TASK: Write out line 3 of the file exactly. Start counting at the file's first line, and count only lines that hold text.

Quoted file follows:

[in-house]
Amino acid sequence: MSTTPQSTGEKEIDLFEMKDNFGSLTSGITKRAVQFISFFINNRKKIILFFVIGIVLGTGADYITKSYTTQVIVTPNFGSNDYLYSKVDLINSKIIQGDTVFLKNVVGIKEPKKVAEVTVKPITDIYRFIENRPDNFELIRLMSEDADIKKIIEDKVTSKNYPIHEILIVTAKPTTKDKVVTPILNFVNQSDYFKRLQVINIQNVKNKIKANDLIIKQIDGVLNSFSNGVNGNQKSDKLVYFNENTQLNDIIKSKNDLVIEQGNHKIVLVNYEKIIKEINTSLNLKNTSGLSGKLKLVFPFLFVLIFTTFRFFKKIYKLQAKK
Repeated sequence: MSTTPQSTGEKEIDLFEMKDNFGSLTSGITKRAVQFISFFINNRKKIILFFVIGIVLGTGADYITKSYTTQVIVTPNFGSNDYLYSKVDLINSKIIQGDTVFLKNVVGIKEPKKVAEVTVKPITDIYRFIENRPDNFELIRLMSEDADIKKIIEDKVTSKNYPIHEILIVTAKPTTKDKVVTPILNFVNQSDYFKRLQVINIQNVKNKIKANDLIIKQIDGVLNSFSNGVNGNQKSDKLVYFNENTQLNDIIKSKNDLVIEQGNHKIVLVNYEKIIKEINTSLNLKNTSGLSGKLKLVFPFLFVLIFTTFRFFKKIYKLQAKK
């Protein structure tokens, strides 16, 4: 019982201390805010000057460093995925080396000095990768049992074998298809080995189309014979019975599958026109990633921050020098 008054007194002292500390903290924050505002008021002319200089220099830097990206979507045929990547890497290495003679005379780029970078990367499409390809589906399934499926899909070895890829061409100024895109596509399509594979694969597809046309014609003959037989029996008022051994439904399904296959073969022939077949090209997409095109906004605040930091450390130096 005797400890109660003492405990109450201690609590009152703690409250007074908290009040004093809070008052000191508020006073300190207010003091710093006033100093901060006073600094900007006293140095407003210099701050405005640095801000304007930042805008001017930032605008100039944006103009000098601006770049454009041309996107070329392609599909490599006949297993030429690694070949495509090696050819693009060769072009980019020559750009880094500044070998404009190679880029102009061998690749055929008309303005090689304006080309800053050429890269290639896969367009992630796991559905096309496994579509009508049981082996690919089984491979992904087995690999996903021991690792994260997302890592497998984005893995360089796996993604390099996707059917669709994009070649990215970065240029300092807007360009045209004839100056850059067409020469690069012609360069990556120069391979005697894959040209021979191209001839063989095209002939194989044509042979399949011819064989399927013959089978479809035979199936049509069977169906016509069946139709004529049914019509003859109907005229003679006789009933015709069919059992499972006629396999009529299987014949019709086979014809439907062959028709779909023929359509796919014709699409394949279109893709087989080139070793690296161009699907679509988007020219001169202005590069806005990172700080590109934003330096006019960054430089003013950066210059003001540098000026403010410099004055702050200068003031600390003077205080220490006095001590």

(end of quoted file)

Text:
Repeated sequence: MSTTPQSTGEKEIDLFEMKDNFGSLTSGITKRAVQFISFFINNRKKIILFFVIGIVLGTGADYITKSYTTQVIVTPNFGSNDYLYSKVDLINSKIIQGDTVFLKNVVGIKEPKKVAEVTVKPITDIYRFIENRPDNFELIRLMSEDADIKKIIEDKVTSKNYPIHEILIVTAKPTTKDKVVTPILNFVNQSDYFKRLQVINIQNVKNKIKANDLIIKQIDGVLNSFSNGVNGNQKSDKLVYFNENTQLNDIIKSKNDLVIEQGNHKIVLVNYEKIIKEINTSLNLKNTSGLSGKLKLVFPFLFVLIFTTFRFFKKIYKLQAKK